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Healthcare Roundup: Travel Nurse Pay Cap Legislation in MI, Scrutiny of Nonprofit Hospitals’ Charitable Giving in MT & More

October 03, 2022 (3 min read)

MI Among Several States Targeting Travel Nurse Pay Rates

Michigan is one of at least 15 states considering legislation to cap pay rates for travel nurses. Michigan’s bill (HB 6364), which would prohibit travel nurse agencies from charging hospitals over 25 percent more than what the agencies pay their nurses, has the support of the Michigan Health and Hospital Association.

“The MHA supports HB 6364 because it would help to address exorbitant contract labor expenses that threaten the financial sustainability of hospitals,” it said in a statement.

Facing a projected shortage of 450,000 registered nurses in the next three years, health systems don’t want to have to compete with travel nurse agencies.

Only two states, Minnesota and Massachusetts, currently have laws capping travel nurse rates. Other states considering similar legislation along with Michigan are Connecticut, Illinois and Pennsylvania. (CRAIN’S DETROIT BUSINESS)

MT to Take Harder Look at Nonprofit Hospitals’ Charitable Giving

Under legislation Montana’s Department of Public Health and Human Services plans to submit to lawmakers when they convene next year, the department would set standards for and oversee the charitable giving nonprofit hospitals engage in every year to justify the millions of dollars in tax exemptions they receive.

The proposal comes nine months after an investigation by Kaiser Health News revealed that some of the state’s wealthiest hospitals trailed behind state and national averages for community giving and two years after a state audit called for the department to assume more of a watchdog role. (MODERN HEALTHCARE)

Newsom Signs Transgender Protection Bill

California Gov. Gavin Newsom (D) signed a measure (SB 107) that bars doctors and other health workers from releasing information to authorities in other states investigating families of transgender children for taking them to providers for gender-affirming treatment and blocks California law enforcement agencies from arresting people for violating other state laws regarding gender-affirming care. (SACRAMENTO BEE, CALIFORNIA GOVERNOR’S OFFICE)

CA Limits Conservatorship

Calling it “an important step to empower Californians with disabilities to get needed support in caring for themselves and their finances, while maintaining control over their lives to the greatest extent possible,” California Gov. Gavin Newsom (D) also signed AB 1663, which will limit conservatorships that grant legal guardianship over individuals by requiring judges to fully document all alternatives to a conservatorship before granting one.(CALIFORNIA GOVERNOR’S OFFICE, ASSOCIATED PRESS)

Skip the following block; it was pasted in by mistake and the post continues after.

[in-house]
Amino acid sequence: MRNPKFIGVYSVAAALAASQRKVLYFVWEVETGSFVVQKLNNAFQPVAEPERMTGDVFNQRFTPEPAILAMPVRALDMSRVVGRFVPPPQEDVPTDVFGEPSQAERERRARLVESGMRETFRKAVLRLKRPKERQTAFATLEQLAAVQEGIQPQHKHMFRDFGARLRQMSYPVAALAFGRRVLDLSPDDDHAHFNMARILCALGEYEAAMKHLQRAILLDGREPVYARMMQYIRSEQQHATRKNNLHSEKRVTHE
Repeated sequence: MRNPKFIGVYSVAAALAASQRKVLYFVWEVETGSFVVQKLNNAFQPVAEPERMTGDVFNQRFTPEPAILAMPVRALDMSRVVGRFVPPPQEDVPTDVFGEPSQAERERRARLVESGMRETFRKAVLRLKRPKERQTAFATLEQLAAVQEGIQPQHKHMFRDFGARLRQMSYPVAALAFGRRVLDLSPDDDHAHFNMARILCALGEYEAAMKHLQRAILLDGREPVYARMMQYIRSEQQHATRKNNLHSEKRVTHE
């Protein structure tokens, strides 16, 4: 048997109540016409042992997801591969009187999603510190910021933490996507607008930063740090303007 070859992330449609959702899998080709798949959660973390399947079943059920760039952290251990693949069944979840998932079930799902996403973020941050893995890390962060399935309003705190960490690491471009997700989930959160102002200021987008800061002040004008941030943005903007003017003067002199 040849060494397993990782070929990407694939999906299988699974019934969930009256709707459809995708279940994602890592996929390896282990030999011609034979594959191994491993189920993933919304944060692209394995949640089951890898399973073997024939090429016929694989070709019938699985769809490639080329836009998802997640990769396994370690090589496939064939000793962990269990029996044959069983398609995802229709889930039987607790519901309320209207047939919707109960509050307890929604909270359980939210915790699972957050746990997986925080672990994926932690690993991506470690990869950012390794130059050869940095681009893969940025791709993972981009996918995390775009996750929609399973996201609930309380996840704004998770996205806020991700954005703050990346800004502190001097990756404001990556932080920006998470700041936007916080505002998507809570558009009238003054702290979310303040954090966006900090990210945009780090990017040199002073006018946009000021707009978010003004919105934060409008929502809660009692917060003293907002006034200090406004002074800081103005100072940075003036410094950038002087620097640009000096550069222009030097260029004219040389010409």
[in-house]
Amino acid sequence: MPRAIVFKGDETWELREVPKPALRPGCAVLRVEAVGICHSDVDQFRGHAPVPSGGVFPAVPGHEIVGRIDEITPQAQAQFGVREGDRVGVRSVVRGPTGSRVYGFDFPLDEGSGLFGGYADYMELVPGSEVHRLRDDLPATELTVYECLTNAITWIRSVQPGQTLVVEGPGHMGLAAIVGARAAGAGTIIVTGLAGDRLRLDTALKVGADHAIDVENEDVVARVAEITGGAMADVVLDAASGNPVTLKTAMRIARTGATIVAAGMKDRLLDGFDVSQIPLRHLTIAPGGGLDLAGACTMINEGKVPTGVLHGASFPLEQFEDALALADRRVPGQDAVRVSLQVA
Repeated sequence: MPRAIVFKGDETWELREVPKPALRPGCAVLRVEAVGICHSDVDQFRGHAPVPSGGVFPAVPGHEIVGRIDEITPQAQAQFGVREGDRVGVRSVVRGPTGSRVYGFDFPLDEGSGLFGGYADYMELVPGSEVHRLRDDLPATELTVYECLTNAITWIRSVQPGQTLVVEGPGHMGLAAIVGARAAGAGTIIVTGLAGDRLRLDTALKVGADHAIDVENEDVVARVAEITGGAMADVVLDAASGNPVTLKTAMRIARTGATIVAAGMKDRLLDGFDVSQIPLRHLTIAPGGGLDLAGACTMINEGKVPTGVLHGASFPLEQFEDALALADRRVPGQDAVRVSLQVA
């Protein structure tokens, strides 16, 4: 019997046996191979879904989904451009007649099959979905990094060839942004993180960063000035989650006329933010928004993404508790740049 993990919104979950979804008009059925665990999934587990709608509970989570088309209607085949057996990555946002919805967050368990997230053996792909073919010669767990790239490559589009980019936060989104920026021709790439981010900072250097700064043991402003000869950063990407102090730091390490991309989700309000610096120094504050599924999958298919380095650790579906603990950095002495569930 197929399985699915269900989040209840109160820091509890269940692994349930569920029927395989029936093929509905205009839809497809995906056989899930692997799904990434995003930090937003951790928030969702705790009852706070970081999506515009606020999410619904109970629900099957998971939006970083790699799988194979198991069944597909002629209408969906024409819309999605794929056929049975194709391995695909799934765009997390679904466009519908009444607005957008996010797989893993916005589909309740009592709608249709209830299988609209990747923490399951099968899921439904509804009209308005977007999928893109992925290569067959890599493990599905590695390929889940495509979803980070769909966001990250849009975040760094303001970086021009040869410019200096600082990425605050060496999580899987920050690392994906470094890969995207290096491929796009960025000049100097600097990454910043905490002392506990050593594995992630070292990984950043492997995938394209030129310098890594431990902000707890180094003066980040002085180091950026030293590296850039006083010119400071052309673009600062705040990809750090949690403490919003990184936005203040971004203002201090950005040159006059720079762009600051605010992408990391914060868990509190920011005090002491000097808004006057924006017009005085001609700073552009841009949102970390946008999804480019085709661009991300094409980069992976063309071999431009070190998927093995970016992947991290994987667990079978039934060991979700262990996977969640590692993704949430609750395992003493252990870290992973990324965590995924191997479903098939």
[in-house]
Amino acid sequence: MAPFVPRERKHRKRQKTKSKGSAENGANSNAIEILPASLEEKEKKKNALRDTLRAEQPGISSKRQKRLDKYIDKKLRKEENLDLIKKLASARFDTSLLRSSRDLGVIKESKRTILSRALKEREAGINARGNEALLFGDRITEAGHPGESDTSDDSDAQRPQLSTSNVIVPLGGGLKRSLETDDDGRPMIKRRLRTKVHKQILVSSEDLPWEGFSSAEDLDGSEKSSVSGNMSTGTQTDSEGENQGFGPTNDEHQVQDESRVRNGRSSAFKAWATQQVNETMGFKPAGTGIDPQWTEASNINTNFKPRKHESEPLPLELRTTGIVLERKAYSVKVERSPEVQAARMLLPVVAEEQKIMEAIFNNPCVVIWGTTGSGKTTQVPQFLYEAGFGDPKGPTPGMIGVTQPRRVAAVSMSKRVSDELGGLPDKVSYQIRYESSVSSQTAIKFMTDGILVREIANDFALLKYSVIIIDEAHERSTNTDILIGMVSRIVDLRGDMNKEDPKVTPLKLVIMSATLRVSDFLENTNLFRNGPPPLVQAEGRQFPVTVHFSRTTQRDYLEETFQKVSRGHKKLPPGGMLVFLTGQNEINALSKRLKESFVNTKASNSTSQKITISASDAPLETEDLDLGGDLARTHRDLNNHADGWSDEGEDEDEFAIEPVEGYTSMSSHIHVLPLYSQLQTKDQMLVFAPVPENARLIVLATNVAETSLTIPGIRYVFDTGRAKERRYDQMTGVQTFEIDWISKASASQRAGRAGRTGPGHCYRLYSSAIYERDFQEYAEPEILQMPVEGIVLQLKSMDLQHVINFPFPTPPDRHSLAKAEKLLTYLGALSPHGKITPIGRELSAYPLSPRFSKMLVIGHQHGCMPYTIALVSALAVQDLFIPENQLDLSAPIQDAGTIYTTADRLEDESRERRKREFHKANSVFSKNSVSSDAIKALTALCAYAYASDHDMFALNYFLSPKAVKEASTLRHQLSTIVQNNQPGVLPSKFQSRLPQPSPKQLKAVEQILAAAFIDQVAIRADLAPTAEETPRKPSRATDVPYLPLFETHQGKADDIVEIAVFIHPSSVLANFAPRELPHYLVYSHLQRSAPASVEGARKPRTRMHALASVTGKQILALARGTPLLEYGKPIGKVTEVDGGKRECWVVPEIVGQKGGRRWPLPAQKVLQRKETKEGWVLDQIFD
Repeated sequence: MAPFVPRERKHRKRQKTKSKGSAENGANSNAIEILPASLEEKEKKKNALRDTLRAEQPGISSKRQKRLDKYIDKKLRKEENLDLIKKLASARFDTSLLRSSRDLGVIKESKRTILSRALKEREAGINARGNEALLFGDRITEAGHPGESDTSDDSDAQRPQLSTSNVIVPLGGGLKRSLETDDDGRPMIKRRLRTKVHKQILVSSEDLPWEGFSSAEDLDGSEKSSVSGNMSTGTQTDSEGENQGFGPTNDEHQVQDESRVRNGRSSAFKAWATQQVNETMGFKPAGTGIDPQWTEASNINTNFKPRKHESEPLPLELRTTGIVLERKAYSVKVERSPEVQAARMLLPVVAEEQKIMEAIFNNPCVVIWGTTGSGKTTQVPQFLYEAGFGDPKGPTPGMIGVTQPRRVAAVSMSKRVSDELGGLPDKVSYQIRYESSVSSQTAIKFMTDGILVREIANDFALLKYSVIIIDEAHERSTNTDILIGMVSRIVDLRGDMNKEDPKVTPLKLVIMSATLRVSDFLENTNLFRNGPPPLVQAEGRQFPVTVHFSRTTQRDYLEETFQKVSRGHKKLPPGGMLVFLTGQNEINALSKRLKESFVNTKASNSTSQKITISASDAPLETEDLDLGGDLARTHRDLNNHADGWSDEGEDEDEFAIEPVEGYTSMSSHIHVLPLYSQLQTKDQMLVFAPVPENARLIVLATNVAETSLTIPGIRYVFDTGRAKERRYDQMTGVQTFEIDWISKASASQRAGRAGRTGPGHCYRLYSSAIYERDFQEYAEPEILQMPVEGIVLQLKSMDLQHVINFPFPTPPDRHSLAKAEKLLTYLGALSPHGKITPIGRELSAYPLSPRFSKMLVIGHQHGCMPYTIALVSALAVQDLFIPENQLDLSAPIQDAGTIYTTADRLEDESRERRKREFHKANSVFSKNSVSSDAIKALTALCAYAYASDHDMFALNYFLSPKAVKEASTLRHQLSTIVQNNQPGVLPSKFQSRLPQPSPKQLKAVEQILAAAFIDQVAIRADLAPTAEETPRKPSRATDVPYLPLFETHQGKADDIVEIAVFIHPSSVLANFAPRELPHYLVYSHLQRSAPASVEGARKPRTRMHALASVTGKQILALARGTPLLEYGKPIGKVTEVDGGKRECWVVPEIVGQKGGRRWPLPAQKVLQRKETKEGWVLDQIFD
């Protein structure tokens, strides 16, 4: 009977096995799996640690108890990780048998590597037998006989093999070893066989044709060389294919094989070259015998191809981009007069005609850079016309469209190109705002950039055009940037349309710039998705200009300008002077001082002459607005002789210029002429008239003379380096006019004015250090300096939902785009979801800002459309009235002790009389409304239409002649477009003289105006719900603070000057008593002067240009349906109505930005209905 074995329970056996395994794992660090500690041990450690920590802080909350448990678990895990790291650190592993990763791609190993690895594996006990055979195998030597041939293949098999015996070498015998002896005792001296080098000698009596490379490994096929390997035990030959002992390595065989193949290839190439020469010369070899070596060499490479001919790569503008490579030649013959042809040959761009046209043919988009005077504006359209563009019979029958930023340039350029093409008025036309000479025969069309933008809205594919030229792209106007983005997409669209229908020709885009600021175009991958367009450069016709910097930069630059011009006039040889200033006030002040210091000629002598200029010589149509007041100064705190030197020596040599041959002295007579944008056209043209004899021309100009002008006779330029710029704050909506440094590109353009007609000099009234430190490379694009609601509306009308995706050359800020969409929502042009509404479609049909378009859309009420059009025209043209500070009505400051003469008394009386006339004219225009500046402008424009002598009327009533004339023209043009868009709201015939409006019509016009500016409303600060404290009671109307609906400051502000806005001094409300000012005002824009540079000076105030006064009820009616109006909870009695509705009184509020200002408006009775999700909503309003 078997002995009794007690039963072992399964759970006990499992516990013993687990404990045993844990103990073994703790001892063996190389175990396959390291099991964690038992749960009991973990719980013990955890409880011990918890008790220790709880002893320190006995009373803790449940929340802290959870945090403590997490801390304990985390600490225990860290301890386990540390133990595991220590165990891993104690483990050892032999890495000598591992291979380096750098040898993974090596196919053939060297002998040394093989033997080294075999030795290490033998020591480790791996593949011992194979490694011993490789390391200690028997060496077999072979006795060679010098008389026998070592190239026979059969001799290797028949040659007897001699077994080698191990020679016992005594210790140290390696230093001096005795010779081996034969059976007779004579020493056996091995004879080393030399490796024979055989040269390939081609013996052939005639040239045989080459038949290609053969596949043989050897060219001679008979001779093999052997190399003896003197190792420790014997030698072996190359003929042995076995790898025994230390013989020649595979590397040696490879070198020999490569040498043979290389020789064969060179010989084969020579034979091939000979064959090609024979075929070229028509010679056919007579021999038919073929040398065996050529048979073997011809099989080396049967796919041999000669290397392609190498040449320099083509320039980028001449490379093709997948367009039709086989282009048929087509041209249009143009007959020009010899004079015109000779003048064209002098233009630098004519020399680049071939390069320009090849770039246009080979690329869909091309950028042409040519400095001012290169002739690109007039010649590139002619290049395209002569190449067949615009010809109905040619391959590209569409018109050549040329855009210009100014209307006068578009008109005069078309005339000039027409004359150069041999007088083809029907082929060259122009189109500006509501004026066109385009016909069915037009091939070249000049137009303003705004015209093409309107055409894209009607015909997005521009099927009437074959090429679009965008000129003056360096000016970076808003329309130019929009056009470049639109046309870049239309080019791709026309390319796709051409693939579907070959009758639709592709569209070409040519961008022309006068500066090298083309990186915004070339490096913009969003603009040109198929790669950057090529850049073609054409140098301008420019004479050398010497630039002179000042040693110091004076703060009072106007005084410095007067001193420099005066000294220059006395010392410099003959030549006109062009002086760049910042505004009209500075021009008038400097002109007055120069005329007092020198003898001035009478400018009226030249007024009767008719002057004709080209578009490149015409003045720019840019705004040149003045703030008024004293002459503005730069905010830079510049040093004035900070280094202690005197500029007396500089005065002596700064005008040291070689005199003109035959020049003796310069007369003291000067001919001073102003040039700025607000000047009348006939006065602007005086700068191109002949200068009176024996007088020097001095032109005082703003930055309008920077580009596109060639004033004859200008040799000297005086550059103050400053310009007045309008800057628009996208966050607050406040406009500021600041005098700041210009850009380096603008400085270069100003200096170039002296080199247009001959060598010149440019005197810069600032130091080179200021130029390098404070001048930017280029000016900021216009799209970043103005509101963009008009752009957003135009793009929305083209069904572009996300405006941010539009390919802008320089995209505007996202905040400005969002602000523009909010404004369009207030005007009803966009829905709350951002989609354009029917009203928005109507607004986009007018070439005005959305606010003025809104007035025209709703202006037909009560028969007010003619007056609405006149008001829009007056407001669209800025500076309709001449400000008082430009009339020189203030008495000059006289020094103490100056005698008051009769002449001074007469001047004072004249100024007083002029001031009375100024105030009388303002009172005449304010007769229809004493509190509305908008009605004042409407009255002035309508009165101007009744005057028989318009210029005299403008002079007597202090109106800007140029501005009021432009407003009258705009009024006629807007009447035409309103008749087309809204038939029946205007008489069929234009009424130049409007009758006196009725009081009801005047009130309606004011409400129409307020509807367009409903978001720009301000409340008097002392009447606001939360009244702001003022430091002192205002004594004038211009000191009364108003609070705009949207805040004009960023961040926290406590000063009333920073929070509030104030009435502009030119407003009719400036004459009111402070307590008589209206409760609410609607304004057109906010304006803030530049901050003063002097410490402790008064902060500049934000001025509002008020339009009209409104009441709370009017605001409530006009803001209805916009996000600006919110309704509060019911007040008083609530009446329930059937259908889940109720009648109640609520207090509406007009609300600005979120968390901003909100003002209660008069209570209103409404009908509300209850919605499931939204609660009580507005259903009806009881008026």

Promising Result in Alzheimer’s Drug Trial

An experimental treatment for Alzheimer’s disease from Biogen and Eisai slowed the rate of cognitive decline by 27 percent in a clinical trial, the companies announced last week. The trial strengthens the case for the drug’s approval as soon as January. (STAT)

Hospitals Sue OR Over Inadequate Mental Health Care

Three of Oregon’s largest hospital systems have filed a lawsuit against the state for allegedly failing to provide proper care for mentally ill patients. Providence Health & Services, Legacy Health and PeaceHealth contend that failure has forced them to provide mental health care they aren’t equipped to provide. (OREGONIAN)

Pharmacies Lobby Biden Administration to Keep Pandemic Emergency Provisions in Effect

National Association of Chain Drug Stores (NACDS) President and CEO Steven C. Anderson sent an open letter to President Biden and the White House COVID-19 Task Force urging them to keep the Public Readiness and Emergency Preparedness (PREP) Act in place until October 2024. The act provides liability protection for pharmacists and other pharmacy workers. (FIERCE HEALTHCARE, NATIONAL ASSOCIATION OF CHAIN DRUG STORES)

States, Tribes to get $1.5B for Opioid Response, Recovery

The Biden administration plans to distribute $1.5 billion to states and territories, including tribal lands, to help support opioid overdose response and recovery. In addition to the funding, the administration also provided new guidance aimed at facilitating greater access to naloxone products, used to treat opioid overdoses. (HILL, KAISER HEALTH NEWS)

CDC Tweaks Pandemic Guidance for Healthcare Workers

The Centers for Disease Control and Prevention (CDC) has loosened several of its pandemic infection control recommendations for healthcare settings. The changes include no longer recommending the use of “source control” measures such as face masks and respirators in communities where transmission levels are not high. (FIERCE HEALTHCARE)

-- Compiled by KOREY CLARK


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